Walsh v. Defenders, Inc, 2018 WL 555690 (D.N.J. Jan. 25, 2018).
On a motion for reconsideration, a District Court in New Jersey reversed an earlier ruling denying a motion to remand based on the “local controversy” exception to CAFA. The Court held that, in order to defeat diversity, the local-controversy test does not require a showing of predominance, i.e., that the local defendant’s conduct forms a more significant basis for the claims asserted than the conduct of the other defendants, but merely a showing that the local defendant’s actions formed a significant basis for the claims asserted.
Based in part on new evidence obtained during class discovery, the Court agreed that plaintiff could now establish that the local defendant’s conduct formed a significant basis of the claims asserted by the putative class. Specifically, the Court noted that 35.3% of the entire class entered into the allegedly unlawful contracts with the local defendant and thus had claims arising directly from the local defendant’s conduct. Although this evidence also showed that 64.7% of the class had claims arising from the foreign defendant’s conduct, the Court acknowledged that plaintiff need not demonstrate that the claims against the local defendant predominated over the other defendants; rather, to invoke the exception, the plaintiff must show that the local defendant’s conduct was a significant – defined as ‘important, notable’ – basis for the claims asserted.
Accordingly, the District Court granted the plaintiff’s motion for reconsideration and remanded the action to the state court.
Kenny v Wal-Mart Stores, Inc., et al., 2018 WL 650998 (9th Cir. Feb. 1, 2018).
In this action, the United States Court of Appeals for the Ninth Circuit (the “Ninth Circuit”) found that a district court lacks authority to sua sponte remand an action unless there is a defect in subject matter jurisdiction. Additionally, the defendants’ demurrer did not constitute a waiver of their right to removal.
Plaintiff Kris Kenny (“Plaintiff”) brought a putative class action in the Superior Court of California (the “State Court”) challenging Wal-Mart Stores, Inc. and Wal-Mart Associates, Inc.’s (“Defendants”) policy that required employees who had suffered workplace-related injuries to submit to drug and/or urine testing. Continue Reading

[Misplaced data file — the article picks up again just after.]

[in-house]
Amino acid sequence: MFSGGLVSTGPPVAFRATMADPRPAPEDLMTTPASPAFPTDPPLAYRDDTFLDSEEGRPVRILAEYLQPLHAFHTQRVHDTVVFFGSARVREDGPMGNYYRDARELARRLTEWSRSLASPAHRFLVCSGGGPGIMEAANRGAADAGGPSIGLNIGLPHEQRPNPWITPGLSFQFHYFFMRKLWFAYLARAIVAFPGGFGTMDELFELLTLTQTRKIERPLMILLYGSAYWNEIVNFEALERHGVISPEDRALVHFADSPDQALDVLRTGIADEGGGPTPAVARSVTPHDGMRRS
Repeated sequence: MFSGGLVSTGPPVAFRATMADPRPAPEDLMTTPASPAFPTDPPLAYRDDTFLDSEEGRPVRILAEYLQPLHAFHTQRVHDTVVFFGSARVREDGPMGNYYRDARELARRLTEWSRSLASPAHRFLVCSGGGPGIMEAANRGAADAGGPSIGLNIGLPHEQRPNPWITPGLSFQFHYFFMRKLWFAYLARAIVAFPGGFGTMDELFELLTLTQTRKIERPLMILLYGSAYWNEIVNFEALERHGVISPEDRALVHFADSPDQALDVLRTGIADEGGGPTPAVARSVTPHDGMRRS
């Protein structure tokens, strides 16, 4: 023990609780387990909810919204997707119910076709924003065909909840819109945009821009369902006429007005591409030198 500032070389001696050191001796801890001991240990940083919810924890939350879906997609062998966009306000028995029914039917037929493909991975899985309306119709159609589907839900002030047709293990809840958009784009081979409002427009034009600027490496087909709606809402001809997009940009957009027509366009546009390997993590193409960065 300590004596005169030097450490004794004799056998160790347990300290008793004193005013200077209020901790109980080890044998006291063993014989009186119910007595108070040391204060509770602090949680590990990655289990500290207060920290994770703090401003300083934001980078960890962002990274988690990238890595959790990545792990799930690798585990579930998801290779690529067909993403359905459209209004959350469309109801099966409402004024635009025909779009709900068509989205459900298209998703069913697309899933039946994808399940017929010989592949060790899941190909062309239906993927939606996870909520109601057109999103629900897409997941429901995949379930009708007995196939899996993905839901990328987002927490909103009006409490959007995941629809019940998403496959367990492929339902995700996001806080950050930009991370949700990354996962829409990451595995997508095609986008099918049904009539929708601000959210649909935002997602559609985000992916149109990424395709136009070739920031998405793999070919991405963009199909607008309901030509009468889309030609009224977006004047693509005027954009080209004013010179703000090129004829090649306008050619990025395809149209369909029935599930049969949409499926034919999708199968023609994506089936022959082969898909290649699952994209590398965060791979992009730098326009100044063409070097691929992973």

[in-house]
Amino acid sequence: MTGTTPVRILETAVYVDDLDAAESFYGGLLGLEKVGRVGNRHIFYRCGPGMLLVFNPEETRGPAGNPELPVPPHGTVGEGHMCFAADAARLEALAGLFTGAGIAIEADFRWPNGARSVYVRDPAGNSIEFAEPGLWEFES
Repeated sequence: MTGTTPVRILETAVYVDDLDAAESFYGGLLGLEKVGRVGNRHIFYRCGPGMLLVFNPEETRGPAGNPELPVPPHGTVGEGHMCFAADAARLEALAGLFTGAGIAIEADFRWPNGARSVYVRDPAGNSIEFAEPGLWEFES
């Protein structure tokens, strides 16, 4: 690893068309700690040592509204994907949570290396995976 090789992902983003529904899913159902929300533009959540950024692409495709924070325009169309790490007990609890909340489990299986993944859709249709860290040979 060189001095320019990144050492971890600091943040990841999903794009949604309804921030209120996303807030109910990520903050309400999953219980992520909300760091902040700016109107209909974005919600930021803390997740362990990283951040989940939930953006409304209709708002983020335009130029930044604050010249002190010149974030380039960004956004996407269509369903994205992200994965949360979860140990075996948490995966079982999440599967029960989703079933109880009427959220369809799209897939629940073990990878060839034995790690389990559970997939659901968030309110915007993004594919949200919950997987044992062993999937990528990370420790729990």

Sanchez v. Ameriflight, LLC, 2018 WL 654170 (9th Cir. Feb. 1, 2018).
Here, the Ninth Circuit found that where parties were not diverse at the onset of the action, a post-filing change in citizenship cannot cure the original defect in diversity jurisdiction.
David Sanchez (“Plaintiff”), a California resident and former Ameriflight, LLC (“Ameriflight”) cargo pilot, brought a putative class action in the Superior Court of the State of California alleging that Ameriflight improperly paid wages in violation of the California Labor Code and the California Business and Professions Code. Ameriflight is an interstate air cargo carrier with operations in more than 10 states, organized under Nevada law, with its headquarters in Texas. However, at the time Plaintiff filed suit, Ameriflight was headquartered in California. Continue Reading
Allred v. Kellogg_Company, et al., 2018 WL 332904 (S.D. Cal. Jan. 9, 2018).
A California district court denied the plaintiff’s motion to remand, holding that the statistical assumptions used in the defendant’s amount-in-controversy calculation were permissible under the circumstances. Continue Reading
Carter, et al., v. Westlex Corporation, et al., 2016 WL 1397648 (5th Cir. April 8, 2016).
The Fifth Circuit affirmed the District Court’s order retaining jurisdiction over an action where the defendants established by a preponderance of the evidence that the amount-in-controversy exceeded CAFA’s $5 million jurisdictional threshold.
Graiser v. Visionworks of America, Inc., 2016 WL 1359048 (6th Cir. April 6, 2016).
The Sixth Circuit held that the 30-day removal period under CAFA does not begin if the plaintiff does not serve the defendant with an amended complaint, motion, other paper etc. from which a defendant can figure out that the amount-in-controversy exceeds CAFA’s jurisdictional threshold. The Sixth Circuit further held that if a defendant can determine from the documents served by the plaintiff that the amount-in-controversy could exceed $5 million, the defendant is not obligated to do so, unless the document is apparent.
Calmes v. Boca West Country Club, 2017 WL 4621112 (S.D. Fl. Oct. 16, 2017).
A district court in Florida dismissed the plaintiff’s complaint for lack of subject-matter jurisdiction under the Class Action Fairness Act (CAFA) finding that the plaintiff did not satisfy his burden to establish that there were diverse class members or that the amount in controversy exceeded $5,000,000.
State of New Hampshire v Purdue Pharma, et al., 2018 WL 333824 (D.N.H. Jan. 9, 2018).
In this action a New Hampshire district court found that a parens patriae case was not sufficiently similar to a class action brought under Federal Rule of Civil Procedure 23 so as to justify removal under CAFA.
Carter_v_CIOX_Health_LLC, 2017 WL 2334886 (W.D.N.Y. May 30, 2017).
When denying a defendant’s request to remand a putative class action for lack of subject matter jurisdiction under CAFA, a district court in New York educates the parties on the origins, purposes, and applicability of the local controversy exception and explains when the “no other action” element of the local controversy exception applies and why it exists. Continue Reading
Shelby v. Oak River Insurance Company, 2017 WL 6026672 (W.D. Mo. Dec. 5, 2017).
In this action, while denying the plaintiff’s motion to remand, a district court in Missouri found that the plaintiff’s tactics to avoid removal by being less than candid as to whether the case is a class action, influences the Court to not exercise its discretion to remand under the “interests of justice” exception.